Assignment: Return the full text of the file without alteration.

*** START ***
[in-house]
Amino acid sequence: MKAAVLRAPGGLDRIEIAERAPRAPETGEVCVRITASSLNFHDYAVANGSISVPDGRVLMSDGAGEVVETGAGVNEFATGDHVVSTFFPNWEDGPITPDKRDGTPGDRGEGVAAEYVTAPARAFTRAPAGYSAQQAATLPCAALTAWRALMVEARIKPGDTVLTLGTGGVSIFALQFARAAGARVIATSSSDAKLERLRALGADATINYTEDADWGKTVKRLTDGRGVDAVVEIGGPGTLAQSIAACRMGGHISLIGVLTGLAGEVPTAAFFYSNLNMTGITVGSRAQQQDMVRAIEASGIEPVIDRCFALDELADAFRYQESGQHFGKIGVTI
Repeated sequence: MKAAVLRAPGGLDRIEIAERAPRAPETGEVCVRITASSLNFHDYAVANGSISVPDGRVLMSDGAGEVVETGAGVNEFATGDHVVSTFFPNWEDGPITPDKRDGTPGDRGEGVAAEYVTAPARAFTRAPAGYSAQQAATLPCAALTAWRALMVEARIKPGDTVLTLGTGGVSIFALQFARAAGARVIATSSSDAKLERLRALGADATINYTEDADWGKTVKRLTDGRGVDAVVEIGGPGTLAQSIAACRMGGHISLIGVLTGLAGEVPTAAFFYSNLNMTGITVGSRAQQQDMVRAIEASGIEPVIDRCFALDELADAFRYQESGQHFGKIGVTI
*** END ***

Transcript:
[in-house]
Amino acid sequence: MKAAVLRAPGGLDRIEIAERAPRAPETGEVCVRITASSLNFHDYAVANGSISVPDGRVLMSDGAGEVVETGAGVNEFATGDHVVSTFFPNWEDGPITPDKRDGTPGDRGEGVAAEYVTAPARAFTRAPAGYSAQQAATLPCAALTAWRALMVEARIKPGDTVLTLGTGGVSIFALQFARAAGARVIATSSSDAKLERLRALGADATINYTEDADWGKTVKRLTDGRGVDAVVEIGGPGTLAQSIAACRMGGHISLIGVLTGLAGEVPTAAFFYSNLNMTGITVGSRAQQQDMVRAIEASGIEPVIDRCFALDELADAFRYQESGQHFGKIGVTI
Repeated sequence: MKAAVLRAPGGLDRIEIAERAPRAPETGEVCVRITASSLNFHDYAVANGSISVPDGRVLMSDGAGEVVETGAGVNEFATGDHVVSTFFPNWEDGPITPDKRDGTPGDRGEGVAAEYVTAPARAFTRAPAGYSAQQAATLPCAALTAWRALMVEARIKPGDTVLTLGTGGVSIFALQFARAAGARVIATSSSDAKLERLRALGADATINYTEDADWGKTVKRLTDGRGVDAVVEIGGPGTLAQSIAACRMGGHISLIGVLTGLAGEVPTAAFFYSNLNMTGITVGSRAQQQDMVRAIEASGIEPVIDRCFALDELADAFRYQESGQHFGKIGVTI